We are a committee under the Pike County Historical Society. The Historic East School is a National Register site that serves as a Pike County museum. Learn more here.
New Philadelphia was the first town in the United States platted and legally registered by an African American, Free Frank McWorter. This orginzation has been dedicated to preserving and promoting the town's history since 1996. Learn more here.
This museum recognizes all known Pike County veterans for their service whether or not their service was associated with a war or conflict. They also tell the history of each war and conflict in which Pike County veterans fought. Learn more here.
Daughters of the American Revolution is a women's service organization dedicated to promoting historic preservation, patriotism, education and honoring America's veterans and especially the ones who fought in the Revolutionary War. Learn more here.
Borrowmans have lived in Pike (and Calhoun, originally part of Pike) County since 1838. This Spring Creek Township property, now remodeled, has been home to descendants of Andrew Borrowman since it was built in 1891. This family donated nearly $2,000 to our efforts. Thank you!!
The National Society Daughters of the Union 1861-1865, formed in January 1912, is a hereditary society to honor the soldiers and patriots who were dedicated to preserving the Union during the Civil War. We strive to foster a spirit of patriotism, loyalty, and love of country. Our National motto is "Let Us Have Peace.". The local Gen.William P. Carlin Chapter was chartered May 17, 2008. Learn more here.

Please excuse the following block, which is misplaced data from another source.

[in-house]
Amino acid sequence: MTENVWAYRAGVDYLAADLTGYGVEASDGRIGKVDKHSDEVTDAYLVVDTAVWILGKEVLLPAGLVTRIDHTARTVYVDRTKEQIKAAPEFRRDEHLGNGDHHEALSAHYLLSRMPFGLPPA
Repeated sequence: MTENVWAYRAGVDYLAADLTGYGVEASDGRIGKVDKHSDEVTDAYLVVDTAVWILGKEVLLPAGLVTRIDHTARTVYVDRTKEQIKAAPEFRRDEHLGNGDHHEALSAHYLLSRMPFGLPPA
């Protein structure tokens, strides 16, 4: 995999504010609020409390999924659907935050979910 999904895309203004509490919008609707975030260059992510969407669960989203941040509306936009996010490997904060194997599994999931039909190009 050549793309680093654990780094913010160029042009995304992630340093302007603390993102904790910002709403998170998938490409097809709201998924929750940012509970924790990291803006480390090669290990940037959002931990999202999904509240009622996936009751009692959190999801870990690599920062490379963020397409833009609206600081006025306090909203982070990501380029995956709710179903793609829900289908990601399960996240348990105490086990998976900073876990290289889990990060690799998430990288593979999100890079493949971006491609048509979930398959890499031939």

The Rotary Club of Pike County was chartered on April 12, 1938 and was initially called the Pittsfield Rotary Club. As the Club’s membership evolved over time with members joining the club from all of Pike County, the Club updated its name to reflect its membership base. Rotary is a global network of 1.2 million neighbors, friends, leaders and problem-solvers who see a world where people unite and take action to create lasting change – across the globe, in our communities, and in ourselves. Our motto is Service above Self. Learn more here.
The Barry Historical Museum was founded in 1984 by Norton Walther who had gained permission to turn the unused upper floor of the library, also known as the Brown Building (built in the early 1900s with money left by Mary Brown), into a museum. The museum houses many artifacts and pictures that tell Barry's history, including Dr. Baker's desk and a Civil War flag. Juanita Metcalf and Dee Forshey served as beacons to move the museum forward after Norton Walther. Learn more here.
Pittsfield Public Library, in its earliest form, started in 1855. Among the first
trustees was John G. Nicolay, editor of a local newspaper, later to become
personal secretary to President Lincoln. Today, housed in the Carnegie building built for us in 1906, we are still serving the community with books, audio and visual material, public access computers, wi-fi access, children’s programs, a growing collection of local history and genealogy resource materials, and many other services. Learn more here.